Philippe de Monte is probably best known in the English speaking world for his friendship with William Byrd and the extraordinary exchange of motets between them (de Monte: Super flumina Babylonis; Byrd: Quomodo cantabimus) in which de Monte expressed his anxiety for his friend and Byrd expressed his determination to carry on. But it’s for the music he composed over the thirty five years that he served the Hapsburgs as Kapellmeister that he best deserves to be known. This source of this setting of the Magnificat – one of a set of eight written in the eight liturgical tones, is a manuscript dating from 1602 but they were almost certainly composed befrore that year. I suspect they were written for particular Marian feasts such as the Feast of the Presentation of the Virgin (21 November). The motet’s texture is often homophonic, with tenor and bass singing using that form of Gregorian psalm tone based on triads called ‘falsobordone‘ (which is incidentally the root of Anglican chant). It’s sung below by Cinquecento. Enjoy :-).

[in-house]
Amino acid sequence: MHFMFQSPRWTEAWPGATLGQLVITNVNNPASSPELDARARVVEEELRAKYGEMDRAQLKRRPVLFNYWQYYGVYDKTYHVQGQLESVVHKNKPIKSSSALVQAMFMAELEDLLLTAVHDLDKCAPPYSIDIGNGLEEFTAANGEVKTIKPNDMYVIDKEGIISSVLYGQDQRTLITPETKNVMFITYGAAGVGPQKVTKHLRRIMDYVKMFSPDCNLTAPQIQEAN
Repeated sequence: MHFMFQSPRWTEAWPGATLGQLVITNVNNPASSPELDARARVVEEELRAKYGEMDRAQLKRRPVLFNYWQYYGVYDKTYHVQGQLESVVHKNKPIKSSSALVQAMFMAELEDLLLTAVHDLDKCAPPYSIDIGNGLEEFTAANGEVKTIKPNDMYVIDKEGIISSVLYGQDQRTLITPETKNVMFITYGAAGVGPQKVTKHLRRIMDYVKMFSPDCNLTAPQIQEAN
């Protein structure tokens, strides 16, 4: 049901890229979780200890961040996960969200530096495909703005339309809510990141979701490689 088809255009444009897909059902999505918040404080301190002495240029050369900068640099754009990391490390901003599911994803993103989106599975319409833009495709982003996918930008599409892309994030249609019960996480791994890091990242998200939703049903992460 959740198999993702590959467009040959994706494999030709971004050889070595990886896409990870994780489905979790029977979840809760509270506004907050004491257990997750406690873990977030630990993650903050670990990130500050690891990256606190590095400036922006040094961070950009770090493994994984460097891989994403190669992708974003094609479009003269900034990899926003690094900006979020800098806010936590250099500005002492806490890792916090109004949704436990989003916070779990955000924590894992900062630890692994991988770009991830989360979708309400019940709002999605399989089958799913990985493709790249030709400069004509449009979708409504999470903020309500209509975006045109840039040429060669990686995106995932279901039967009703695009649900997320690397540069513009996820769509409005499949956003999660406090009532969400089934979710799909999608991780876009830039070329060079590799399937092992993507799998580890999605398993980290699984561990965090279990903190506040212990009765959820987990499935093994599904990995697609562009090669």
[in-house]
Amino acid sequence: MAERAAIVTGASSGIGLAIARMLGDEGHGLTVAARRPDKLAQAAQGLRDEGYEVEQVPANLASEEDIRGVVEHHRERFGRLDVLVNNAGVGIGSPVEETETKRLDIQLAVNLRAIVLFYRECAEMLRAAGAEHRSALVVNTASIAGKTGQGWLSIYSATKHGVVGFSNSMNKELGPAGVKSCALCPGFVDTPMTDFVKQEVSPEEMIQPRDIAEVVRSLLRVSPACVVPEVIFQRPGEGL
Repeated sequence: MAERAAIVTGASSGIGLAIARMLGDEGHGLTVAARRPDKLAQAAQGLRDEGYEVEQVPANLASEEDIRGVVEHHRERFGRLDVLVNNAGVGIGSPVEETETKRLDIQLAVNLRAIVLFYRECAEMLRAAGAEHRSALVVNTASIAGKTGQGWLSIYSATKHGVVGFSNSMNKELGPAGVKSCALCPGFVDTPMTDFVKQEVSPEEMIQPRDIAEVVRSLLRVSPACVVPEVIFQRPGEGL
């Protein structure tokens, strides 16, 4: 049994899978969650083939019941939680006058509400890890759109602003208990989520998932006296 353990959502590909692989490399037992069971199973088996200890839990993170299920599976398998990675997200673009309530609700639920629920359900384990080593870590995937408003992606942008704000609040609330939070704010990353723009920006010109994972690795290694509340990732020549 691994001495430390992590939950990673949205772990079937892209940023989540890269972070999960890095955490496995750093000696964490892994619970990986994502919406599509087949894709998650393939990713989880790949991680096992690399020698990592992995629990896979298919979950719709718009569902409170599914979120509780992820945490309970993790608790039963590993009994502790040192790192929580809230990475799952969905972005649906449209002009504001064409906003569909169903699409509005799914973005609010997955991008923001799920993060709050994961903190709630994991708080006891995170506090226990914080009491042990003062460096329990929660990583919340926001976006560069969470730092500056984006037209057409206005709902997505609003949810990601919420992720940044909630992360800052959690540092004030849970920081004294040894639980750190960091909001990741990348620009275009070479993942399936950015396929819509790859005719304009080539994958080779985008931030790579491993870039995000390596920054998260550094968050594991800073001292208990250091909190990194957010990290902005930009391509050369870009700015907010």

Text & Translation: Magnificat
|Latin||Modern English||Traditional Translation|
Magnificat anima mea Dominum.
Gloria Patri, et Filio, et Spiritui Sancto.
Luke 1: 46-55
My soul proclaims the greatness of the Lord.
Glory be to the Father, and to the Son, and to the Holy Spirit.
My soul doth magnify the Lord: and my spirit rejoiceth in God my Saviour.
Glory be to the Father, and to the Son: and to the Holy Ghost;